Beer in Hong Kong – Part Five – the Hong Kong Brewery and Distillery Ltd 1936-1947

Martyn Cornell has kindly given permission for extracts from his article, A Short History of Beer in Hong Kong, to be posted on our website.

The article was published in the Journal of the Brewery History Society, Brewery History, Issue 156, 2012

Martyn has his own blog, Zythophile – Beer now and then, linked below.

Despite its title the article is quite lengthy and packed with information. This fifth extract begins in 1936 after the demise of the very similarly named Hong Kong Brewers and Distillers Ltd the previous year:-


The following year, Jehangir Ruttonjee incorporated a new firm under almost exactly the same name, the Hong Kong Brewery and Distillery Ltd., and bought the Sham Tseng brewery from the liquidators, again taking up the post of managing director.(75) The revived operation was sufficiently organised to send an entry to the Brewers’ Exhibition in London in November 1936, where Hong Kong beers competed against others from South Africa and Canada, as well as more than 700 entries from British brewers.(76)

The bottles the brewery used were embossed with its name, and on several occasions it summonsed local soy sauce retailers for using its bottles to distribute their sauce in.(77) Ruttonjee told magistrates that the company put regular advertisements in the colony’s English and Chinese papers warning people against refilling the brewery’s bottles with their own products. The bottles could be returned to the brewery’s depots in Duddell Street or Canton Road, Kowloon or its agents, and refunds were three cents per pint bottle, or four cents for a quart bottle.

In August 1939 the brewery celebrated its sixth anniversary, with a lengthy write-up in the Hongkong Telegraph. The Telegraph’s report revealed that the malt for brewing came from Australia, Canada and Europe, and the hops from Great Britain and ‘the Continent’. It described the landscaped garden, with flowers laid out to depict the words ‘H.B. Brewery’; the dormitories for the Chinese staff, ‘built on the plan of semi-European flats’, with messrooms and cooks; and the separate quarters for the ‘female operatives’ who worked in the bottling hall. The women workers ‘live like girl students in a school dormitory’ under a matron who was also the forewoman during working hours. All the female workers in the bottling hall were required to have ‘a complete tub bath’ twice a day, before starting work in the morning and again in the evening when they left for their quarters.(78)

The Irish Jesuit Fathers who had a study house not far from the brewery, held religious services on the brewery premises every Sunday. Many of the Chinese staff were recruited from Sham Tseng and other villages in the neighbourhood, and ‘the ideal living and working conditions at the Brewery have provided an incentive for them to improve the general lot of their relatives at home. Knowledge of hygiene is thus disseminated into remote households’, the Telegraph wrote. The brewery also had a ‘well-equipped dispensary’ which ‘under the direction of the Government Medical Department’, provided free medical treatment and a midwife for the surrounding villages. The brewery had also undertaken anti-malarial work, ‘and the result is already seen in the improved health of the local inhabitants’, the Telegraph said.(79)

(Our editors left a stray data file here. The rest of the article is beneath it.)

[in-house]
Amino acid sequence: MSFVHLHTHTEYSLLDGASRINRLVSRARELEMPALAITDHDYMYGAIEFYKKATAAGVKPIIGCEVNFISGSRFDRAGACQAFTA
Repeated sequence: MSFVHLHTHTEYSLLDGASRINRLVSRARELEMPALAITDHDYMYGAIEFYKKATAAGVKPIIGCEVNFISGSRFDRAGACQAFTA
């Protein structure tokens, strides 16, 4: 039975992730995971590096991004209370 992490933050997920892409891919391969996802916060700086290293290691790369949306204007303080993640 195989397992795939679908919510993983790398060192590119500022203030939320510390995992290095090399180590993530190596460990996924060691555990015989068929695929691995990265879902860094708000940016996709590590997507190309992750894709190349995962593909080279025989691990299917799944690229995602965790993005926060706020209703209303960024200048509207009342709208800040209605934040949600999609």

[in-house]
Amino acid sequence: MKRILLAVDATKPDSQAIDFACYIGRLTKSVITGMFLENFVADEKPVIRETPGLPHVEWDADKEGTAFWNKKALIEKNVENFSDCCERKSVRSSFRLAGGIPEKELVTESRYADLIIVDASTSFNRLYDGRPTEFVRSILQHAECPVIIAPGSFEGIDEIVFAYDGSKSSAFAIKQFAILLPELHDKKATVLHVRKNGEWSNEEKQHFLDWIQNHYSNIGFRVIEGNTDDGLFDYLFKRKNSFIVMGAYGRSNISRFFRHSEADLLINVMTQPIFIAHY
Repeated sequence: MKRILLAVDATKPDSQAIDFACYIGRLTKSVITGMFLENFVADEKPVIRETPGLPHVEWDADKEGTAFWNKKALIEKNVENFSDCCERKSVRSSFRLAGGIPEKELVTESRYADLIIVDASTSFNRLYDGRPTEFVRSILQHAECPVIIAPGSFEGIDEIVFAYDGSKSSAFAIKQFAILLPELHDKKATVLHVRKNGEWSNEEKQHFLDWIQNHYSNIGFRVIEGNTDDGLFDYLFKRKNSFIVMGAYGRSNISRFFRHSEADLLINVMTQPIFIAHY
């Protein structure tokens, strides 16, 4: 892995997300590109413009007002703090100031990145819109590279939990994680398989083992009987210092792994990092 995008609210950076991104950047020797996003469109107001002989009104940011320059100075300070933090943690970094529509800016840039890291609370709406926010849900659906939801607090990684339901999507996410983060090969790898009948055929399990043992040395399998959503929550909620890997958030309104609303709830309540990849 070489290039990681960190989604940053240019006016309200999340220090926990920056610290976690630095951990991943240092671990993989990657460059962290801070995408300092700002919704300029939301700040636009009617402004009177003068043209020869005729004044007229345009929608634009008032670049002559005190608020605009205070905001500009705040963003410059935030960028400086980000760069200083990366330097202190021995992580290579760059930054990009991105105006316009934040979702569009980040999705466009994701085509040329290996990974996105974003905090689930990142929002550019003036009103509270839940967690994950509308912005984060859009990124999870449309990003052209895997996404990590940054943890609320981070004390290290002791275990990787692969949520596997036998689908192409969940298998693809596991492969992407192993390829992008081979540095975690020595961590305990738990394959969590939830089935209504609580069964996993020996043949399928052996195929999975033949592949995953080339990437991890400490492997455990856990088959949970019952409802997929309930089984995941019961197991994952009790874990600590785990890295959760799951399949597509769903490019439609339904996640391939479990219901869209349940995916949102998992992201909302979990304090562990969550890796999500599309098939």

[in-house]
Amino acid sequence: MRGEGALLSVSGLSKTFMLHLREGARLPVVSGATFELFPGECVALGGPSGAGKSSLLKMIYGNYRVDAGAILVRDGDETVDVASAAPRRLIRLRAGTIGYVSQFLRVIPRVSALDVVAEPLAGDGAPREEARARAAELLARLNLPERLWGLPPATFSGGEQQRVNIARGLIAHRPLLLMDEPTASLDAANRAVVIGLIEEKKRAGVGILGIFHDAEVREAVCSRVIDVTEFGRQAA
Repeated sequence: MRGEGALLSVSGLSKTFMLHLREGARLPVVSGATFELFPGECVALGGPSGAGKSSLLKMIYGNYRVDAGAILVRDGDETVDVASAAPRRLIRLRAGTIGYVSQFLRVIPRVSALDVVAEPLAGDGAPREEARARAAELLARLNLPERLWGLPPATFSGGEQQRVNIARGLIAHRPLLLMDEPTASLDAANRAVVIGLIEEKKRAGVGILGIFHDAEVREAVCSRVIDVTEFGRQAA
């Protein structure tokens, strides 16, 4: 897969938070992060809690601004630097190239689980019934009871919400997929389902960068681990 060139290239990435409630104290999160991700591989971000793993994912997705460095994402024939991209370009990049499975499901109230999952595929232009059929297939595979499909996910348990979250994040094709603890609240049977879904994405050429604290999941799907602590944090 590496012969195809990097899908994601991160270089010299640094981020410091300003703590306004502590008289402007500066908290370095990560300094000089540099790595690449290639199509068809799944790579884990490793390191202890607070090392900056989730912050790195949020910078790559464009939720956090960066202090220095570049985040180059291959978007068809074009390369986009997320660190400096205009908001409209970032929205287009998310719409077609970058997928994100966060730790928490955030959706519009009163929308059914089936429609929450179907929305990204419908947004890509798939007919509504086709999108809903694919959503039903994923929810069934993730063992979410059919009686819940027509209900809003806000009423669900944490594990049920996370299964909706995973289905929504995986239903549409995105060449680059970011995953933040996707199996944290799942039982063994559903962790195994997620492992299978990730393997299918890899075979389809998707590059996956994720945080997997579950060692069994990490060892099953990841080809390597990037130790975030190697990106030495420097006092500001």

The start of the Second World War seems not to have damaged the brewery’s ability to get raw materials too much, since it was still advertising its Blue Label ‘British Brewed’ lager inside the Hong Kong Sunday Herald on 9 June 1940 when the front page of the newspaper was full of the evacuation of the BEF from the beaches of Dunkirk. At the same time Japanese beer was still being advertised in Hong Kong newspapers. But on 8 December 1941 – in the centenary year of British occupation – four hours after the Japanese had struck at the American fleet in Pearl Harbour, Hong Kong found itself in the front line, when the 20,000-strong 23rd Corps of the Japanese Army threw itself at the 10,000 British and Commonwealth troops defending the colony. The Battle of Hong Kong lasted until Christmas
Day, when the British finally accepted the inevitable and surrendered.(80)

Jehangir Ruttonjee avoided being interned in Stanley Camp after the Japanese victory, though he supported the smuggling of food parcels into the camp, where Indians were interned along with Britons, Canadians and other nationalities, and he housed nearly the entire Hong Kong Parsee community in his home, Dina House, in Duddell Street.(81) Ruttonjee and his son Dhun were badly tortured by the Japanese after they refused to encourage members of the Parsee community to collaborate with the occupiers.(82) Meanwhile the Hong Kong brewery was one of a large number of local businesses, including Lane Crawford’s department store and the Hong Kong Ice Factory in Causeway Bay, that were ‘taken over’ by the occupying Japanese under the new governor, General Rensuke Isogai,(83) with the brewery apparently ‘farmed out’ by Isogai himself to a businessman from Osaka called Inouye Yahei.(84)